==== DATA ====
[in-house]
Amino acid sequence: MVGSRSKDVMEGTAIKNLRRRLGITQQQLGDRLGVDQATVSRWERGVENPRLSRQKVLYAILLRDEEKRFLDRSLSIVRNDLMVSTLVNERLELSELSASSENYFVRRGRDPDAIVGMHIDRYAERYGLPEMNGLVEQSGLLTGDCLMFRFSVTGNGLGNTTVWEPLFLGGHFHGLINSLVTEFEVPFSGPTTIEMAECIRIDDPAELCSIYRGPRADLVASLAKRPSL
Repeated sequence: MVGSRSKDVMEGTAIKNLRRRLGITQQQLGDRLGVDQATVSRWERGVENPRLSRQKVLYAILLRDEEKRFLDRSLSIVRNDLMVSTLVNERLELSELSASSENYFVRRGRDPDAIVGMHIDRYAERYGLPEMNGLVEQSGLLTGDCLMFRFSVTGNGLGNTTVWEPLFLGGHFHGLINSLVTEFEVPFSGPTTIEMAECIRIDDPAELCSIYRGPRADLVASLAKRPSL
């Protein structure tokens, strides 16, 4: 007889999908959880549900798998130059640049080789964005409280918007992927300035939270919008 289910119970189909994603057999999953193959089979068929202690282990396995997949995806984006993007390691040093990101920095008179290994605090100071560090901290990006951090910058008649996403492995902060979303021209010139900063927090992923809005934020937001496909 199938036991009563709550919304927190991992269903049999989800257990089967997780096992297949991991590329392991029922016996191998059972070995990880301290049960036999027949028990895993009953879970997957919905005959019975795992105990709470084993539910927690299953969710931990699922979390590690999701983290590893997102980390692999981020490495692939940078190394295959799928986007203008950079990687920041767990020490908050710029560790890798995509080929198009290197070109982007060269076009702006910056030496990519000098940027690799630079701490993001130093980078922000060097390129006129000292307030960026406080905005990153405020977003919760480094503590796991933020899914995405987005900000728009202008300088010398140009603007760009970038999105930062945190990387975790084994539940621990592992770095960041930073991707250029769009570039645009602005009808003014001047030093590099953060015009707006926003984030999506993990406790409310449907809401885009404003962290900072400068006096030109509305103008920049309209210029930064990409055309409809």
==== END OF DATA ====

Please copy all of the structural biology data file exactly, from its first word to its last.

[in-house]
Amino acid sequence: MVGSRSKDVMEGTAIKNLRRRLGITQQQLGDRLGVDQATVSRWERGVENPRLSRQKVLYAILLRDEEKRFLDRSLSIVRNDLMVSTLVNERLELSELSASSENYFVRRGRDPDAIVGMHIDRYAERYGLPEMNGLVEQSGLLTGDCLMFRFSVTGNGLGNTTVWEPLFLGGHFHGLINSLVTEFEVPFSGPTTIEMAECIRIDDPAELCSIYRGPRADLVASLAKRPSL
Repeated sequence: MVGSRSKDVMEGTAIKNLRRRLGITQQQLGDRLGVDQATVSRWERGVENPRLSRQKVLYAILLRDEEKRFLDRSLSIVRNDLMVSTLVNERLELSELSASSENYFVRRGRDPDAIVGMHIDRYAERYGLPEMNGLVEQSGLLTGDCLMFRFSVTGNGLGNTTVWEPLFLGGHFHGLINSLVTEFEVPFSGPTTIEMAECIRIDDPAELCSIYRGPRADLVASLAKRPSL
């Protein structure tokens, strides 16, 4: 007889999908959880549900798998130059640049080789964005409280918007992927300035939270919008 289910119970189909994603057999999953193959089979068929202690282990396995997949995806984006993007390691040093990101920095008179290994605090100071560090901290990006951090910058008649996403492995902060979303021209010139900063927090992923809005934020937001496909 199938036991009563709550919304927190991992269903049999989800257990089967997780096992297949991991590329392991029922016996191998059972070995990880301290049960036999027949028990895993009953879970997957919905005959019975795992105990709470084993539910927690299953969710931990699922979390590690999701983290590893997102980390692999981020490495692939940078190394295959799928986007203008950079990687920041767990020490908050710029560790890798995509080929198009290197070109982007060269076009702006910056030496990519000098940027690799630079701490993001130093980078922000060097390129006129000292307030960026406080905005990153405020977003919760480094503590796991933020899914995405987005900000728009202008300088010398140009603007760009970038999105930062945190990387975790084994539940621990592992770095960041930073991707250029769009570039645009602005009808003014001047030093590099953060015009707006926003984030999506993990406790409310449907809401885009404003962290900072400068006096030109509305103008920049309209210029930064990409055309409809």